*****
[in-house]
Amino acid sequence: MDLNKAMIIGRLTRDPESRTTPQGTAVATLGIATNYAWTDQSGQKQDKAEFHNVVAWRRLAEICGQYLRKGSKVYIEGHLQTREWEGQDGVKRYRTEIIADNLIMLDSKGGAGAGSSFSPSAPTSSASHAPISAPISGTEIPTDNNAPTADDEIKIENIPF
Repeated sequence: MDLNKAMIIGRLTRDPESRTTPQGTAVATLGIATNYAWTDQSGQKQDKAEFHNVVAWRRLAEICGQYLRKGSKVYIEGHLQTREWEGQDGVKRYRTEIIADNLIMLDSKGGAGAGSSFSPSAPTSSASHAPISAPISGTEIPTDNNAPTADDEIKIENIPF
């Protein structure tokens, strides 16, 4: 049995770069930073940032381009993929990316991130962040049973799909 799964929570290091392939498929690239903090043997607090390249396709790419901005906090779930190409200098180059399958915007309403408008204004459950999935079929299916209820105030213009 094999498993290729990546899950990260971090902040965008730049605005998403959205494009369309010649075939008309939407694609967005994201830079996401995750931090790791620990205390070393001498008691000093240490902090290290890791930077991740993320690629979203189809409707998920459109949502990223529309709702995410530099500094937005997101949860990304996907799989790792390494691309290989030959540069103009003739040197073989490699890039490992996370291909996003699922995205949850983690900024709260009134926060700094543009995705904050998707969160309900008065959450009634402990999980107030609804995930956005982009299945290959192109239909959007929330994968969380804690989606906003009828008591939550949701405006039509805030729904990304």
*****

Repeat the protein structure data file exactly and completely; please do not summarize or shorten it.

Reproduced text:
[in-house]
Amino acid sequence: MDLNKAMIIGRLTRDPESRTTPQGTAVATLGIATNYAWTDQSGQKQDKAEFHNVVAWRRLAEICGQYLRKGSKVYIEGHLQTREWEGQDGVKRYRTEIIADNLIMLDSKGGAGAGSSFSPSAPTSSASHAPISAPISGTEIPTDNNAPTADDEIKIENIPF
Repeated sequence: MDLNKAMIIGRLTRDPESRTTPQGTAVATLGIATNYAWTDQSGQKQDKAEFHNVVAWRRLAEICGQYLRKGSKVYIEGHLQTREWEGQDGVKRYRTEIIADNLIMLDSKGGAGAGSSFSPSAPTSSASHAPISAPISGTEIPTDNNAPTADDEIKIENIPF
């Protein structure tokens, strides 16, 4: 049995770069930073940032381009993929990316991130962040049973799909 799964929570290091392939498929690239903090043997607090390249396709790419901005906090779930190409200098180059399958915007309403408008204004459950999935079929299916209820105030213009 094999498993290729990546899950990260971090902040965008730049605005998403959205494009369309010649075939008309939407694609967005994201830079996401995750931090790791620990205390070393001498008691000093240490902090290290890791930077991740993320690629979203189809409707998920459109949502990223529309709702995410530099500094937005997101949860990304996907799989790792390494691309290989030959540069103009003739040197073989490699890039490992996370291909996003699922995205949850983690900024709260009134926060700094543009995705904050998707969160309900008065959450009634402990999980107030609804995930956005982009299945290959192109239909959007929330994968969380804690989606906003009828008591939550949701405006039509805030729904990304």